In General > s.a. discrete geometry; mathematics [finite mathematics].
* Idea: Combinatorial theory is the branch of mathematics concerned with discrete problems of counting (how many elements there are in sets that are known to be finite), selection, arrangement, permutation, etc.
> Online resources: MathWorld pages.

Branches > s.a. Coloring; Combinatorial Group Theory; Combinatorial Topology.
* Enumeration theory: Its purpose is to determine, given a system {Si of finite sets, the cardinality of each Si, or counting function N(i); Examples: For Sn = P{1,...,n}, N(n) = 2n; For Sn = {divisors of n}, N(n) = d(n).
* Other: It includes Ramsey theory, combinatorial designs, codes, graphs, networks, finite Boolean Algebras, game theory, finite probability theory, combinatorial geometry, lattices, Matroids, posets.

Algebraic Combinatorics
@ References: Stanley BAMS(03) [progress].

Combinatorial Geometry > s.a. Geometric Topology.
$ Def: A matroid in which all single points and pairs are independent sets.
@ Texts: Crapo & Rota 70; Pach & Agarwal 95.
@ References: Goodman & O'Rourke 04 [discrete methods in geometry].

Combinatorial Topology > see cell complexes.

Probabilistic Combinatorics > s.a. graphs; phase transitions.
@ Texts: Erdős & Spencer 74; Alon & Spencer 00; Beck 09 [inevitable randomness in discrete mathematics].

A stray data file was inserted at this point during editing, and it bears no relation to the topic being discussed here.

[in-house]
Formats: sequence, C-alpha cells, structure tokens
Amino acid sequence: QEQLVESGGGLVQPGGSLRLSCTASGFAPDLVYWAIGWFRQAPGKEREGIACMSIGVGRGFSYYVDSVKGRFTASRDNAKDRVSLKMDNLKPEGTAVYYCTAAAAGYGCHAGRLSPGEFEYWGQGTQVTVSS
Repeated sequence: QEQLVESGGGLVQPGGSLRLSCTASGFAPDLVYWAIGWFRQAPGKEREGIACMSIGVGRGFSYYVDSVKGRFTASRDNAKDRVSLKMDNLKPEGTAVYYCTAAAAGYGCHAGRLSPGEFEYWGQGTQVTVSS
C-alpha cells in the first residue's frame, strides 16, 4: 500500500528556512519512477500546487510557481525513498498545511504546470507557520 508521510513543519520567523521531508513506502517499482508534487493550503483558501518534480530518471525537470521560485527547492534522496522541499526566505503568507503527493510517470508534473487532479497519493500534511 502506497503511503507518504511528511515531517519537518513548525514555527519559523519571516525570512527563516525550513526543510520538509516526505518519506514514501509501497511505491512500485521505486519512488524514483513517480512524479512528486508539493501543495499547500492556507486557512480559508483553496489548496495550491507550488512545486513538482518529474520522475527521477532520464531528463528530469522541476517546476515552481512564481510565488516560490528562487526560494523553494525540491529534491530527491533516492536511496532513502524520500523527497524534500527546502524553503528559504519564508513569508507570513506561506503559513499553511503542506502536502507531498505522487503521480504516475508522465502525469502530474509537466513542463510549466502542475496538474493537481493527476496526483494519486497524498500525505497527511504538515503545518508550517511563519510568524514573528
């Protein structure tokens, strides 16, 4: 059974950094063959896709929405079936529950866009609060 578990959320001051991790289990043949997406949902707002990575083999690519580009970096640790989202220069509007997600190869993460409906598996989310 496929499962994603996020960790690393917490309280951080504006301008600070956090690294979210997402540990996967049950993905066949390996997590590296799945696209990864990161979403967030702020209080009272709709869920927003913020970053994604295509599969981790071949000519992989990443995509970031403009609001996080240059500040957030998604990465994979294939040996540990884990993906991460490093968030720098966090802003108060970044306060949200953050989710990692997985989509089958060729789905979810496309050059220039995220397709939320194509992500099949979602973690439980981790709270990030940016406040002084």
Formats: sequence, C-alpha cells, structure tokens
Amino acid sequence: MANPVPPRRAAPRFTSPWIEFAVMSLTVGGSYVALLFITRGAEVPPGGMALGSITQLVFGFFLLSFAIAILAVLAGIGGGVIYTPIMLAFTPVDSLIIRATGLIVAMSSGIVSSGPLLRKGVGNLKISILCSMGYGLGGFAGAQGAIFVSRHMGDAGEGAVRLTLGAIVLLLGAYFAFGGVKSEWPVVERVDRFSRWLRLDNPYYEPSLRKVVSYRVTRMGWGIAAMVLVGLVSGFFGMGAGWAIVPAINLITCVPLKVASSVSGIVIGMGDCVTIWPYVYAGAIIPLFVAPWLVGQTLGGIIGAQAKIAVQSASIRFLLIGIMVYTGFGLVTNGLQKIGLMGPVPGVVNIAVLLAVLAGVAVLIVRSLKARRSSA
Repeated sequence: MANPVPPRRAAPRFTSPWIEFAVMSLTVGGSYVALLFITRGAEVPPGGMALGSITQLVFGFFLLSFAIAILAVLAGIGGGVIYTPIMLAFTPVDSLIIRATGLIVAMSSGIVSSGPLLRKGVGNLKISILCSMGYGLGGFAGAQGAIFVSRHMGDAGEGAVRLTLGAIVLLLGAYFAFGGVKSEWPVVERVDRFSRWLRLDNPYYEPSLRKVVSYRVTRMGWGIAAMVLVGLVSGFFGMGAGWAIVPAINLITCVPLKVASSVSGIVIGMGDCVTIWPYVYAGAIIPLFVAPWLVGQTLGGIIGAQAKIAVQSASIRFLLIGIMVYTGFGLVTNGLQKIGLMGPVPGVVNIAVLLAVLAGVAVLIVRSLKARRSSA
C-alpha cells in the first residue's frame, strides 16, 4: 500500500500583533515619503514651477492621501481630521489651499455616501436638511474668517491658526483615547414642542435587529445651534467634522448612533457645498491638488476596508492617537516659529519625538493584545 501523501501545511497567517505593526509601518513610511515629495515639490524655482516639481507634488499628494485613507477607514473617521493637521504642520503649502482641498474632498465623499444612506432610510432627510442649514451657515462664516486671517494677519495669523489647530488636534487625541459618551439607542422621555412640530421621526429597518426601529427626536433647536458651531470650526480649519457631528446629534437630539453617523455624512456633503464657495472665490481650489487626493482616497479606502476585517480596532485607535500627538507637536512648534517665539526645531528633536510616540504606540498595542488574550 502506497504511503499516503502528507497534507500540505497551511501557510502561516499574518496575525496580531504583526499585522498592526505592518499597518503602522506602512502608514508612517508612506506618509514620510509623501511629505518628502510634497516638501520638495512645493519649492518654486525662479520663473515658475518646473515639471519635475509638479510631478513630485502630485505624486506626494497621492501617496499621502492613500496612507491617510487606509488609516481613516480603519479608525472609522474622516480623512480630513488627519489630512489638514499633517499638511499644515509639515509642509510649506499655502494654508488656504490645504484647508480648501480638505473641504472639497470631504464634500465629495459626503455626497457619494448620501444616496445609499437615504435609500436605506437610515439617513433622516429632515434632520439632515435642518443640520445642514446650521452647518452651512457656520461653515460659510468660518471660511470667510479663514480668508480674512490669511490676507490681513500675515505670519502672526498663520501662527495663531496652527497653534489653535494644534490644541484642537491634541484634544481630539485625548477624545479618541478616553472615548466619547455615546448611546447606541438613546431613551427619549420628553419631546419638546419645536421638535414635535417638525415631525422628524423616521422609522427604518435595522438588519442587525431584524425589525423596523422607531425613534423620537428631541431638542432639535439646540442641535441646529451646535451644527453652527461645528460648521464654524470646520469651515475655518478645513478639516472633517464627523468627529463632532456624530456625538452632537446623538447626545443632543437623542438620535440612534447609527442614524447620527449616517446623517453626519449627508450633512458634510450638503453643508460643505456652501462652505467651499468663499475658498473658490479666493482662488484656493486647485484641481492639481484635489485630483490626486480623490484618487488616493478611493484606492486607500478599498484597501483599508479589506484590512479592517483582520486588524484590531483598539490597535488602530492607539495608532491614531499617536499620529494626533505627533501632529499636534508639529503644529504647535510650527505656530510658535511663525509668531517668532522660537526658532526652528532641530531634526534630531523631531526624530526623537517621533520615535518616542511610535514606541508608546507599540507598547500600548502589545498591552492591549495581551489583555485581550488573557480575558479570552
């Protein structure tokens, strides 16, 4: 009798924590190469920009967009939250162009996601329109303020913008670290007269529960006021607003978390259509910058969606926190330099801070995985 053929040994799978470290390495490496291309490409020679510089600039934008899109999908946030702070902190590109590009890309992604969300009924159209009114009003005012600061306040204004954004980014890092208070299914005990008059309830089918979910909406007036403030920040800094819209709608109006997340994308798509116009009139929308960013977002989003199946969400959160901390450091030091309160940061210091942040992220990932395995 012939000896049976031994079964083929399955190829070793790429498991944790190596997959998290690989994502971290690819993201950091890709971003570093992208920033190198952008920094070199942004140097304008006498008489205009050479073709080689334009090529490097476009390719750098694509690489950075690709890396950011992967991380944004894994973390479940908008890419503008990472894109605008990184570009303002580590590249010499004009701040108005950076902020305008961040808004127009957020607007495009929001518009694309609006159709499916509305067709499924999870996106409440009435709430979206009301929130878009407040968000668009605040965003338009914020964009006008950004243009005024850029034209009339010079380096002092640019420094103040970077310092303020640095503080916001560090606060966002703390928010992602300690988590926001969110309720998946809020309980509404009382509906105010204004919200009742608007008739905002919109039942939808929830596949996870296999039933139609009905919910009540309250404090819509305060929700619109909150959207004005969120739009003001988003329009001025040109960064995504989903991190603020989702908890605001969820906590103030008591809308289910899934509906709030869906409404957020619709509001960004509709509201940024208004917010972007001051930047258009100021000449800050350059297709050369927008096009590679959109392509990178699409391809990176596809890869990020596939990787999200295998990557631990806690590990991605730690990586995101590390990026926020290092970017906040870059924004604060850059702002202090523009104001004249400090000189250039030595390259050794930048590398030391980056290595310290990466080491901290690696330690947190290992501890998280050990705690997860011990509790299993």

@ And physics: Scott & Sokal JSP(05)cm/03 [repulsive lattice gas].

Other Concepts and Results > s.a. Generating Function; partitions; Species [combinatorial species].
* Combinatorial numbers: The best known ones are binomial numbers; Other examples are Rook, Bell and Stirling numbers, which find applications in quantum field theory (normal ordering of operators).
@ References: Dorlas et al a1902 [identity relating collections of m complex numbers and partitions of {1, ..., m}].
> And other areas: see grassmann numbers.

References > s.a. graphs.
@ General: Vilenkin 71; Comtet 74; Street & Wallis 77; Rota 78; Aigner 79; Stanley 83; Penner 99 [proof techniques]; Bóna 02 [II/II]; West 20.
@ Books, I: Niven 65; Honsberger 73, 76 [problems].
@ Books, II: Cen & Koh 92 [problems]; Andreescu & Feng 02 [International Mathematical Olympiad problems], 03 [counting strategies]; Bóna 11 [enumeration and graph theory]; Vermani & Vermani 12 [discrete mathematics]; Koh & Tay 13 [counting].
@ Computational: Pemmaraju & Skiena 03 [Mathematica]; > s.a. quantum computing.

In Physics > s.a. Polymers; probability in physics; states in statistical mechanics [partition function]; tilings.
* Idea: Traditionally, among physicists combinatorics was identified with enumeration theory and probabilistic combinatorics, but lattice theory (from quantum mechanics) and graph and poset theory (from quantum gravity, for example) are becoming more important and better known.
@ General references: Duchamp & Cheballah a0901 [open problems in combinatorial physics].
@ In quantum field theory: Bender et al qp/06 [and integer sequences]; Tanasa SLC-a1102; > s.a. quantum field theory formalism.

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